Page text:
downspout component.

Sketch courtesy of Carson Dunlop Associates.

Downspout Extensions that Lack Adequate Slope

Our downspout extension line photos below show what happens if the downspout extension is too flat, or if it ends aimed "uphill" from the downspouts themselves: the downspout extension simply backs up and during heavy rain, spills by the building.

The photo at below left shows a black flexible 4" drain line and tee intended to conduct roof spillage away from the building. But following the drain line we found it ending pointing "up hill".

Bad downspout connection (C) Daniel Friedman

A closer look into the downspout extension connecting tee (below right) shows that the line contained standing water and was not draining.

Bad downspout connection (C) Daniel Friedman

Downspouts Emptying Below Decks & Porches

Downspout spills below deck (C) D Friedman

An often hidden basement water entry problem is traced to a downspout that the building owner thought was safely handled below an attached deck or porch.

On closer inspection we may find that the downspout spills below the deck and against the building, or that an extension has fallen off, or as we show at left, the downspout extension slopes up-hill.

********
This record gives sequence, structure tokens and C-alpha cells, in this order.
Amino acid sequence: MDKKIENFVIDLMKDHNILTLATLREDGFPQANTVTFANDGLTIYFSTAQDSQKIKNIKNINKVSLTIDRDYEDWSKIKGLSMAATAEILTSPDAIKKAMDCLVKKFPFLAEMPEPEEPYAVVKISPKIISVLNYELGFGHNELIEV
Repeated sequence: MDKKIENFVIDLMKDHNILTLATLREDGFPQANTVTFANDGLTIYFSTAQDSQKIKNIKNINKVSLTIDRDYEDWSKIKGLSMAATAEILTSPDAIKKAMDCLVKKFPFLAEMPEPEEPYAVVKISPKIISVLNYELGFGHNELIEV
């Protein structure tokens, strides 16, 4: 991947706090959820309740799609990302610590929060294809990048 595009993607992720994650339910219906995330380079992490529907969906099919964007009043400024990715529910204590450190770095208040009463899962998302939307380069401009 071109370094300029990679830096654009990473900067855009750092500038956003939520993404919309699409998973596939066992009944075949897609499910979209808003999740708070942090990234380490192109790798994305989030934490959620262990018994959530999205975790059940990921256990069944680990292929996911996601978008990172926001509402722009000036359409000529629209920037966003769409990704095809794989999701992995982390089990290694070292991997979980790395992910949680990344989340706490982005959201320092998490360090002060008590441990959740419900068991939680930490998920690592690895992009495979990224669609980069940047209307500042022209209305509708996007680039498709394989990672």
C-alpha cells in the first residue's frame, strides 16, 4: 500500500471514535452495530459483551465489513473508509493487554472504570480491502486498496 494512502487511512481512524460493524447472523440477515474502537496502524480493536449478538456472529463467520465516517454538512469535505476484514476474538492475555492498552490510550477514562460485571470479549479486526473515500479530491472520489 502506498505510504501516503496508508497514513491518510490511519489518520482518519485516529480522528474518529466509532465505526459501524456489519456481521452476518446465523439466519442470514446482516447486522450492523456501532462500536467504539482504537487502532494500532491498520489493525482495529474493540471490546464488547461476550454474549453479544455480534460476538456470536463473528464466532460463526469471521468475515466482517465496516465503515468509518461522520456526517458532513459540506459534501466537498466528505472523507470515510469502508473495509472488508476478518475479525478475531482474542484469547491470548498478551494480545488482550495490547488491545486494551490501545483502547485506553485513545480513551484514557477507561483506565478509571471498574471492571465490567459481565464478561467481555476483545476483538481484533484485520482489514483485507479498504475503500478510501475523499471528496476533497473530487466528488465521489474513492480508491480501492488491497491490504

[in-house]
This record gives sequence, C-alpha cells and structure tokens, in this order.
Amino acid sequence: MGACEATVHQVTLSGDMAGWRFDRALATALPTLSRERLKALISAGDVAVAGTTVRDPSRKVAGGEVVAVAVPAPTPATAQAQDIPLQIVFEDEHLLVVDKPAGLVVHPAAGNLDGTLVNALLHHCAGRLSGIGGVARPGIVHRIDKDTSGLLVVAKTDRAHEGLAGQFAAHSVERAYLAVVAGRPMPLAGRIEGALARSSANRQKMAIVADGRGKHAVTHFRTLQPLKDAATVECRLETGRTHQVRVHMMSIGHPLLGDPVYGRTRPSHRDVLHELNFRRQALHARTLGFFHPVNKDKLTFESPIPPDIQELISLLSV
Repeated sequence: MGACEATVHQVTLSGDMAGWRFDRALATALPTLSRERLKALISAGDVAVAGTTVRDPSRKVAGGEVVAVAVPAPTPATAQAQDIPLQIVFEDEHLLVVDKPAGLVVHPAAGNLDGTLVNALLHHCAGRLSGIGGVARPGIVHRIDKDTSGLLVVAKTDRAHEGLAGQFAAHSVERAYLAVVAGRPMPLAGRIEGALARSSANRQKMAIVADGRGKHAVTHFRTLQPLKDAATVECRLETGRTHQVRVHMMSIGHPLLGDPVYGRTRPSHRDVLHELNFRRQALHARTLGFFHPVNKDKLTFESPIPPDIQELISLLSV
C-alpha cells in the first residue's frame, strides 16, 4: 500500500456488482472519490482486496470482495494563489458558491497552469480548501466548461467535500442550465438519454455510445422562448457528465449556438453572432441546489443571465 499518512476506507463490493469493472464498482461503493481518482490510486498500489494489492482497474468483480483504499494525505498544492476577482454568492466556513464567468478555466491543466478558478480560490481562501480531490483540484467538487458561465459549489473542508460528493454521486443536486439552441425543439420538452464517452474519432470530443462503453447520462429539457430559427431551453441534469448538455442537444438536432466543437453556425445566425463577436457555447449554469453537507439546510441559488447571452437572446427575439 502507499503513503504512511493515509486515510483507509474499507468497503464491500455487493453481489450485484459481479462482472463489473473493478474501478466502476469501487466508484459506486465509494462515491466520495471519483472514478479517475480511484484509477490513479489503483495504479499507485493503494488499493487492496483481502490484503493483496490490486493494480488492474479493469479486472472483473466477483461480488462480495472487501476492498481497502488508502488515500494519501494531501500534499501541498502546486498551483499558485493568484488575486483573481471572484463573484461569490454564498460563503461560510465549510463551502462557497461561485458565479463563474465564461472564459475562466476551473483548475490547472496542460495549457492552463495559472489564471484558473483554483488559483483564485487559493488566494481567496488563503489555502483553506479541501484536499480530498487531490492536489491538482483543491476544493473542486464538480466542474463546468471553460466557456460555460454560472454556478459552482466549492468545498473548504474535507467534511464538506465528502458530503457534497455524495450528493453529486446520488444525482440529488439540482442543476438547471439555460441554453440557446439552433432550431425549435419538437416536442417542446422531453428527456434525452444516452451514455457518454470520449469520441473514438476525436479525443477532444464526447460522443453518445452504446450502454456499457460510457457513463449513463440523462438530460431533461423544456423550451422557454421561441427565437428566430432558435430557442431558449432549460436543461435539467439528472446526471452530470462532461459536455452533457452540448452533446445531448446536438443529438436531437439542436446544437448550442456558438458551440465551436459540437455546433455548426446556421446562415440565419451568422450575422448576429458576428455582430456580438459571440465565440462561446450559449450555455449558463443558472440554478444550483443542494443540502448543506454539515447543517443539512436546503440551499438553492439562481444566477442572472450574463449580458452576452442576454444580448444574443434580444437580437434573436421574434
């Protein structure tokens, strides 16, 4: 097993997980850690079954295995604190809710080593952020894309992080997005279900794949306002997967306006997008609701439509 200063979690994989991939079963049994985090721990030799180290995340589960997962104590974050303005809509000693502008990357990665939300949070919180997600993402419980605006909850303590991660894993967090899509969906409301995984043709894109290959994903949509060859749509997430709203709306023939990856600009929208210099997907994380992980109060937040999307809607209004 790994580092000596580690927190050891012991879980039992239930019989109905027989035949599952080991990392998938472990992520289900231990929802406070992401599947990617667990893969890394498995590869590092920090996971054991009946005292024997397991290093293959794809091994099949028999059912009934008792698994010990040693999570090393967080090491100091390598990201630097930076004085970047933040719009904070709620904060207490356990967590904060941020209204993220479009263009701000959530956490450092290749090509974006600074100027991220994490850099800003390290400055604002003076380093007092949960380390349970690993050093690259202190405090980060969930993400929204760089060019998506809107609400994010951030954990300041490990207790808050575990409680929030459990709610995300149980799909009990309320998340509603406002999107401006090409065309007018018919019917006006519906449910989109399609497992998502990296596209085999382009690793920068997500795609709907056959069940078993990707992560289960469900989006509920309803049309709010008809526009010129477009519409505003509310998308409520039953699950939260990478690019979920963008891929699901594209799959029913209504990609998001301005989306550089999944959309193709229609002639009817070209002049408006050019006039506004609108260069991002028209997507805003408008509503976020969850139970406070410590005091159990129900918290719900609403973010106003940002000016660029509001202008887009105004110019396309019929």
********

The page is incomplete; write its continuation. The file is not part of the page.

Notice the water stains on the foundation wall near the downspout?

Particularly because many builders construct the deck before final backfill and grading, soil below the deck slopes back towards the building, increasing the risk of basement or crawl area water entry.

Sometimes desperate measures are needed to successfully extend a downspout out from below a deck. The photos below show a combination of a downspout that was spilling below a deck, an inside building corner, and a wet basement (not shown).

Bad downspout connection (C) Daniel Friedman

Under Deck Downspout extension (C) Daniel Friedman

 

Roof Gutter & Downspout Articles

...


Continue reading at DOWNSPOUT DEFECTS, OTHER or select a topic from closely-related articles below, or see our complete INDEX to RELATED ARTICLES below.

Or see DOWNSPOUT / LEADER DEFECTS

Or see GUTTERS & DOWNSPOUTS - home

Suggested citation for this web page

DOWNSPOUT LEAKS at InspectApedia.com - online encyclopedia of building & environmental inspection, testing, diagnosis, repair, & problem prevention advice.

INDEX to RELATED ARTICLES: ARTICLE INDEX to ARTICLE INDEX to GUTTERS & DOWNSPOUTS

Or use the SEARCH BOX found below to Ask a Question or Search InspectApedia


...

Frequently Asked Questions (FAQs)

Click to Show or Hide FAQs

Ask a Question or Search InspectApedia

Use the "Click to Show or Hide FAQs" link just above to see recently-posted questions, comments, replies, try the search box just below, or if you prefer, post a question or comment in the Comments box below and we will respond promptly.

Search the InspectApedia website

Comment Box is loading comments...

Technical Reviewers & References

Click to Show or Hide Citations & References

Publisher's Google+ Page by Daniel Friedman